It’s no secret that North Korea is a horrific place for Christians, with the reclusive government in Pyongyang routinely persecuting and murdering Bible-believers.
But despite the intense restrictions and risks, Fox News recently reported that an estimated 9 million North Koreans — 36 percent of the population — still practice Christianity.
And that’s pretty telling, considering that Jeff King, president of International Christian Concern, a group that monitors persecution, told the outlet that Christians caught practicing their faith “are arrested, horrendously tortured, imprisoned and [sometimes] immediately put to death.”
Being a Christian in North Korea is certainly dangerous, with the regime going to great lengths to encourage — and even trick — people into telling on their fellow citizens if and when they learn that someone is practicing the Christian faith.
One particularly disturbing story from Vernon Brewer, president of World Help, a humanitarian group, shows how the government tricks children into telling on their own parents.
Brewer shared the story of a little girl named Eun who was told by her third-grade teacher that she had a special assignment: to go home and find a book and if it was the proper book, she was told she would be rewarded.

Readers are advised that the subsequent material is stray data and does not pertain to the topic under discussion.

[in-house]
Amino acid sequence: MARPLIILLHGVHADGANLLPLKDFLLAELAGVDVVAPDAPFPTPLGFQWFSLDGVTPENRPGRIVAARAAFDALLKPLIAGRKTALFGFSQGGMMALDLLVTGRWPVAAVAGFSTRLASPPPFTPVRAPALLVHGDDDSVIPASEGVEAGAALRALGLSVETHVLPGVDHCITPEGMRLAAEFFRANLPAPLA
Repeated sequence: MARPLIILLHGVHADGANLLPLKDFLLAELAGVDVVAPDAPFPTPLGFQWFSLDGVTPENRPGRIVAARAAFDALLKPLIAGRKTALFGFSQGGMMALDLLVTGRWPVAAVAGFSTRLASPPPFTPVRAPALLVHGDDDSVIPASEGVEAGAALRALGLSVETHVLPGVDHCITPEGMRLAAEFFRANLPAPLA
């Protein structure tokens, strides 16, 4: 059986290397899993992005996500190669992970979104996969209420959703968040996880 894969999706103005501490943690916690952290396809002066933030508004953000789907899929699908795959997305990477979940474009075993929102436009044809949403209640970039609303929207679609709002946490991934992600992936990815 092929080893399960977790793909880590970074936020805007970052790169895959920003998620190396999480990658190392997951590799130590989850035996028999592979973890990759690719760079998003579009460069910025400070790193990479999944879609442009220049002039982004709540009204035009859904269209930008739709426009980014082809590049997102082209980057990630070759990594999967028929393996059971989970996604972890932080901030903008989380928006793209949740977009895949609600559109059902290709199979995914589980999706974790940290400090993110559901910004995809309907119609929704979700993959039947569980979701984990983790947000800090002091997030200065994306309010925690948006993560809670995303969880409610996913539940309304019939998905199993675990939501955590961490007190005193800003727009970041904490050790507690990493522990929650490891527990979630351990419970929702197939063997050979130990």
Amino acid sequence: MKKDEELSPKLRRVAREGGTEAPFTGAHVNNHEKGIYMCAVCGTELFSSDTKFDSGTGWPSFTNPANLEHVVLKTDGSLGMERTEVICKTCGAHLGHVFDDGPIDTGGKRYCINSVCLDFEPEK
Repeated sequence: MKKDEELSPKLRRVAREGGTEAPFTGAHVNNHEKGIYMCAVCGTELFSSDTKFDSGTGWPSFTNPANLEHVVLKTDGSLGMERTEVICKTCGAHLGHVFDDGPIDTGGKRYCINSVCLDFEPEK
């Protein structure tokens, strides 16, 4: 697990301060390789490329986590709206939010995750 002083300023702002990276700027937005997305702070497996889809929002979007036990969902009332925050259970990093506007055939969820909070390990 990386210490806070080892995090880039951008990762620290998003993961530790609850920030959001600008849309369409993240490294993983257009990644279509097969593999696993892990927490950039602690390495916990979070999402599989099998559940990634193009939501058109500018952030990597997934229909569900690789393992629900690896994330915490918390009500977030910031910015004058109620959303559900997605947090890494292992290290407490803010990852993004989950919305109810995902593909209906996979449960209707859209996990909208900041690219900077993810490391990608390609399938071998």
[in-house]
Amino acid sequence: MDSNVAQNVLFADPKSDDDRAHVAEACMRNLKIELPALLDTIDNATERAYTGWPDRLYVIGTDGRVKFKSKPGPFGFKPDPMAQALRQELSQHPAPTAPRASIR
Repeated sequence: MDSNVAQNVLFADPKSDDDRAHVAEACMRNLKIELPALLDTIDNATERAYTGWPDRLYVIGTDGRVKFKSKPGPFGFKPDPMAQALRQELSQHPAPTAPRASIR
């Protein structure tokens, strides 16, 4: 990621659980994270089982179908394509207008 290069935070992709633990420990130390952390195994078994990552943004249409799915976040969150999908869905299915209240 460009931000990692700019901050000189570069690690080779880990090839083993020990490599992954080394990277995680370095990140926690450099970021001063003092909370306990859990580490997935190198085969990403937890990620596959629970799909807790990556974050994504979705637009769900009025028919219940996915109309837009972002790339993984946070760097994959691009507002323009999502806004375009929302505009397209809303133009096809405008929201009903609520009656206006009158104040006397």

In the end, Eun discovered a Bible and told her teacher, Fox News reported.
“The next day she received a prize at her school. But when Eun returned home, her parents weren’t there,” Brewer said. “It’s hard to imagine such cruelty that would unknowingly turn children on their own parents.”
Fox News has more about the conditions for Christians on the ground in North Korea:
On the surface, Christianity does exist in North Korea. Its constitution on paper vows to protect religious freedom and forbids discrimination based on one’s faith. Thus, the capital, Pyongyang, is currently host to five state-controlled churches – the Protestant Bongsu, Chilgol and Jeil Churches, the Catholic Jangchung Cathedral and the most recent being the Orthodox Holy Trinity Russian Church. Yet all are deemed to be little more than fraudulent showpieces for visiting officials and tourists. […]